prestart is the same thing, just running on the server before yarn start. Which basically means I don’t have to worry about running migrations manually on the server. When the app starts it automatically runs the migrations. And since knexjs migrations are safe to rerun and also supports concurrent locking there is no worry of db conflicts or race conditions.

Who said SQL migrations are difficult? It is practically invisible for me.

Creating new migrations:

In SQL databases, you often have to create new tables to store data or change existing ones. We do this by running SQL scripts. But creating them by hand and running them in an automatic fashion is difficult, mainly because you have to keep track of which scripts you already ran so you don’t execute them again etc. Knexjs solves all these issues.

When I need to alter db schema I run yarn db:make my_migration_name which creates a blank migration script in the db folder, which I later populate with relevant migration data.

This is how my migrations folder look like for project. This folder gets populated with files over time as I add/update db schema. You can see I added some admin, users tables and then later as the project evolved I added domain info and some other stuff. Note that knex adds a unique timestamp as prefix in filename. Also note that this file content should never change once you run it on a database.


and here is how the ...add_domains.js file look like.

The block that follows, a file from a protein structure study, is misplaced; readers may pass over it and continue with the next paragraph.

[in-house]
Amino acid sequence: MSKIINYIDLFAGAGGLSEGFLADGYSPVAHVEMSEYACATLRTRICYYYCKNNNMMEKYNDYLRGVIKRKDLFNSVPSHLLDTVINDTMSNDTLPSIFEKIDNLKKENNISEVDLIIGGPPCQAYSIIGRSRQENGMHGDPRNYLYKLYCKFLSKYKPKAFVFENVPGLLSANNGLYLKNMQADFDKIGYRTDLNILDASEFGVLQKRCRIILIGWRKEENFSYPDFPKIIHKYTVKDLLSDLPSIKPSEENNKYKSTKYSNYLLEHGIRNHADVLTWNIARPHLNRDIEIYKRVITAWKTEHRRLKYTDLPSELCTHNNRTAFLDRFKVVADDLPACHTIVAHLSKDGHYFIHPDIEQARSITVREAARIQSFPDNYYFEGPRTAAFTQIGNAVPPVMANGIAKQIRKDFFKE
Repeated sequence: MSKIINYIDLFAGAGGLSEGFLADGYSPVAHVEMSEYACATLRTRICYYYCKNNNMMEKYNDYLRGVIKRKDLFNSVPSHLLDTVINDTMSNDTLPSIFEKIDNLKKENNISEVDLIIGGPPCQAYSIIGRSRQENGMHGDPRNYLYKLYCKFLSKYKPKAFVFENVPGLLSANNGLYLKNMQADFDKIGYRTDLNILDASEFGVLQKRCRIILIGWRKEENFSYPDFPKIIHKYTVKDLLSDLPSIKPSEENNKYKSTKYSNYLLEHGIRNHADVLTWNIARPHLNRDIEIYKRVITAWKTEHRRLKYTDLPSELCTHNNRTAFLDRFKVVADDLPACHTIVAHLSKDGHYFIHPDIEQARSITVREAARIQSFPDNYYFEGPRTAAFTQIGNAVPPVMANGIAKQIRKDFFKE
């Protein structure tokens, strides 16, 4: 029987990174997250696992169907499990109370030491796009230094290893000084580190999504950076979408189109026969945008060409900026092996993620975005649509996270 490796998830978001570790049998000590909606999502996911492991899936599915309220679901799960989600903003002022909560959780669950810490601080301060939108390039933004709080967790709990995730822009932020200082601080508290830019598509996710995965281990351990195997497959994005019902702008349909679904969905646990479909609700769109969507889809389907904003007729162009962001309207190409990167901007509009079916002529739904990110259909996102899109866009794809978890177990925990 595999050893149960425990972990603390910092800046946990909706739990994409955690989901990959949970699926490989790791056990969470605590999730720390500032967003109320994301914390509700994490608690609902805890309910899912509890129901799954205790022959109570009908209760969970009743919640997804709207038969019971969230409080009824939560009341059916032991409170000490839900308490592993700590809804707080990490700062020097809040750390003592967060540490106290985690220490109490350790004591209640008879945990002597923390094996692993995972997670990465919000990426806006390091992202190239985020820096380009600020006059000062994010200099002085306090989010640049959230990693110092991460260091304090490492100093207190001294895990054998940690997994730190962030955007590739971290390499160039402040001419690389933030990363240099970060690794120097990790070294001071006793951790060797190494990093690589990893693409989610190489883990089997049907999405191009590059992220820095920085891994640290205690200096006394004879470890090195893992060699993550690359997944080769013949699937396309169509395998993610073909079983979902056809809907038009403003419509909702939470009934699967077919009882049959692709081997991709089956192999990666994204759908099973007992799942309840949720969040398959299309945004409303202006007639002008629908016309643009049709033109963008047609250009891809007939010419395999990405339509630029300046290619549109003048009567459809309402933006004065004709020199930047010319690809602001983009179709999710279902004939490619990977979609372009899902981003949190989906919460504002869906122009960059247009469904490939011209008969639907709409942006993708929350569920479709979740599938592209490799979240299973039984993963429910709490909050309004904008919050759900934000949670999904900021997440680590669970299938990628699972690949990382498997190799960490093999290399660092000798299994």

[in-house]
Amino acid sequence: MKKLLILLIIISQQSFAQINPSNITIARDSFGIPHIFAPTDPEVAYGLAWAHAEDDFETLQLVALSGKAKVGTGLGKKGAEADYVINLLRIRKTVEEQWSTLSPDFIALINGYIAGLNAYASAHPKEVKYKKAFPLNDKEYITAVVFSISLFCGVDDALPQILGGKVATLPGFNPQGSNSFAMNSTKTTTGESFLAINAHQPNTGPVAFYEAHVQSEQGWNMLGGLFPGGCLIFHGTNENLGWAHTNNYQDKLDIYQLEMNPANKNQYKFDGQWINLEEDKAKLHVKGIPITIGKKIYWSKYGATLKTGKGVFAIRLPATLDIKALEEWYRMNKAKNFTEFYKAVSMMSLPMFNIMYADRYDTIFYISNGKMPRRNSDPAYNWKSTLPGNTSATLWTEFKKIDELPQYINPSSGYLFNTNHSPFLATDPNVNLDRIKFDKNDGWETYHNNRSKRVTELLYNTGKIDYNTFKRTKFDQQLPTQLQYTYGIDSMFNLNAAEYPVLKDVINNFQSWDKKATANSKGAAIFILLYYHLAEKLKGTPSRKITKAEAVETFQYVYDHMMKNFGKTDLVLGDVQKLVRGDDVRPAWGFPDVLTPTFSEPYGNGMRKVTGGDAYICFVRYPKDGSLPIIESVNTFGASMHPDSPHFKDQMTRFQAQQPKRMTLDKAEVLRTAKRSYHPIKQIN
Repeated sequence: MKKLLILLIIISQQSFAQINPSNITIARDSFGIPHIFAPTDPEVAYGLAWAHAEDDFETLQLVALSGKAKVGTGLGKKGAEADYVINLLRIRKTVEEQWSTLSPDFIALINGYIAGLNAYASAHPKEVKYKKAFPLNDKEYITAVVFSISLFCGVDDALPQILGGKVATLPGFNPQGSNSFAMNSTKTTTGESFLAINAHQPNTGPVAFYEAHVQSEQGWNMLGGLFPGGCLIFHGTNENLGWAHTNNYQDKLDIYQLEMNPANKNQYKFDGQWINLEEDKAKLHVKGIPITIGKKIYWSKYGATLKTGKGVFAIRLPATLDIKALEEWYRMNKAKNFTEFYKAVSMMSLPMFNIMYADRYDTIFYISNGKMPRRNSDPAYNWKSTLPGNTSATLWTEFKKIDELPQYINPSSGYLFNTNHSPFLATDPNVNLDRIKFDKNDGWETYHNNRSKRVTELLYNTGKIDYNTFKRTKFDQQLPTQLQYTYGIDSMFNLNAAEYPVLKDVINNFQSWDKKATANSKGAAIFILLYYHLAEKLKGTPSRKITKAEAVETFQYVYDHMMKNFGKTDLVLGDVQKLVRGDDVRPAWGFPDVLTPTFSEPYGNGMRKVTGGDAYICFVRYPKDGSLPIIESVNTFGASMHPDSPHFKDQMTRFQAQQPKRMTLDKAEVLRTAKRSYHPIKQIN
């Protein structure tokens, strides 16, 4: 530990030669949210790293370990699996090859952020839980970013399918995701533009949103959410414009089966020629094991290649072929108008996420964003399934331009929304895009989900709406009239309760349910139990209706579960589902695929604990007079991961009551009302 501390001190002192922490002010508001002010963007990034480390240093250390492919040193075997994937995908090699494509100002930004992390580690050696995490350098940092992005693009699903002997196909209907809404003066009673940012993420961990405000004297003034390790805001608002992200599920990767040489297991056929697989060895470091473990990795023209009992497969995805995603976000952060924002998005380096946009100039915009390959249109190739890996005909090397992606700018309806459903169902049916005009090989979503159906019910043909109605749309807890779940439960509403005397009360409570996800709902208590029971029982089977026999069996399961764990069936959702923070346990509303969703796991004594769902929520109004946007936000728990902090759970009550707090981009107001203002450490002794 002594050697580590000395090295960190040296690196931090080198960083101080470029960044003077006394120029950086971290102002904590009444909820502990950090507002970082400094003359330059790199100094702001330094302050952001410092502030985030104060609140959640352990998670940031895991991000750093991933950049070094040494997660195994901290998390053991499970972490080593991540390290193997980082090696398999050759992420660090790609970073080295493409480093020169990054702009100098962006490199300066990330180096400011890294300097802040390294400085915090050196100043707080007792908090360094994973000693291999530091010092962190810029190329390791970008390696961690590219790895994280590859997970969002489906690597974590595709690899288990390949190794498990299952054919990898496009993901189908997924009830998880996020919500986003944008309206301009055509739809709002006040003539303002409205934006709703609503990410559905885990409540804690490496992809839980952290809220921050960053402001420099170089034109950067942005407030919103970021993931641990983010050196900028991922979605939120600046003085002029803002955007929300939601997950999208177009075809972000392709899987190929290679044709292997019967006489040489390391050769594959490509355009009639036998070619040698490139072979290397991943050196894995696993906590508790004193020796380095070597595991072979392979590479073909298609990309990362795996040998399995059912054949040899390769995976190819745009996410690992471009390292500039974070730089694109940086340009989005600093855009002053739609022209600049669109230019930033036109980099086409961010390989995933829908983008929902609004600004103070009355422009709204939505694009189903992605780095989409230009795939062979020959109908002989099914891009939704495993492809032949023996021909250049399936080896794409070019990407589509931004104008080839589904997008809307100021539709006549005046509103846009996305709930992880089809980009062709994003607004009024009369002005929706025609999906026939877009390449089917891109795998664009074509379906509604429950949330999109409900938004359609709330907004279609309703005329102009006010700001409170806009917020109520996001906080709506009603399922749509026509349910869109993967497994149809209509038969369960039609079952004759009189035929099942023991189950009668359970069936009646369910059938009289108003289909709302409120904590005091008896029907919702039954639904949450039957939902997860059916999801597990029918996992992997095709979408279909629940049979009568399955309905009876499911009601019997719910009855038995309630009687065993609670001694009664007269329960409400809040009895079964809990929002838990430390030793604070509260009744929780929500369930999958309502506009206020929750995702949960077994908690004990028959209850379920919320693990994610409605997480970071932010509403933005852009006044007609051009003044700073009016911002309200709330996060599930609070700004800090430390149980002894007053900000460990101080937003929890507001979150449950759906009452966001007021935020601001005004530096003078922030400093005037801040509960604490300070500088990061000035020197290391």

// db/20201203110550_add_domains.js

exports.up = function (knex) {
  return knex.schema.createTable('domains', function (table) {
      .enu('shortlistStatus', ['pending', 'shortlisted', 'rejected'])


exports.down = function () {}

This is basically creating a domains table with domain as the primary key, I’m also storing the tweetId and some other things relevant to this dataset. It might look complicated but its a very typical knexjs migration file. You can read knex.js docs on how to write such files.

Also notice I don’t use down migrations, I think down migrations are pretty useless (if not dangerous) and redundant these days.

Seeding the db

Having some seed data in your local database is extremely useful for testing and debugging. But setting the seed up can be painful so devs often just ignore it. Using knexjs’ seed function I can easily seed my dev database with lots of data so I’m not staring at blank screen during testing.

Also as the project grows you will have to test a lot more edge cases (like billing users, banned users, app usage etc.) so creating test data items for those can be useful. Having this seed setup in place helps a lot. Trust me.

When I need to seed the db, I just run yarn db:seed and knexjs will run all the scripts found in db-data/seeds folder.

This is how my seeds folder looks like for a new project.


Most of my apps have an admin panel and some concept of users, so I always have at least these two files. This folder gets populated over time as I add more test entities and things to seed.

And this is how a typical seed file looks like for knexjs.

// db-data/seeds/01_admin.js
const utils = require('../../lib/db/utils')

exports.seed = async function (knex) {

  await knex('admins').del()

  const items = [
      email: '',
      name: 'Kashif',

  await knex.batchInsert('admins', items)

Here I’m seeding my local database with an admin, so I can login to the admin panel using account.

Hot tip: create a utility function called ensureIsLocal to make sure that you are not running the seeds on remote databases. Because you could accidentally delete production data or fill it with junk info.

// lib/db/utils.js

exports.ensureIsLocal = knex => {
  const { host } = knex.client.connectionSettings
  if (!host.startsWith('localhost')) {
    throw Error('Trying to seed a remote DB, very dangerous, not allowed...')

I'm Kashif 👋

I'm the founder of NameGrab, Mono, and OneDomain
I've been in working tech for about 12 years, and I love building startups from scratch and sharing my thoughts here.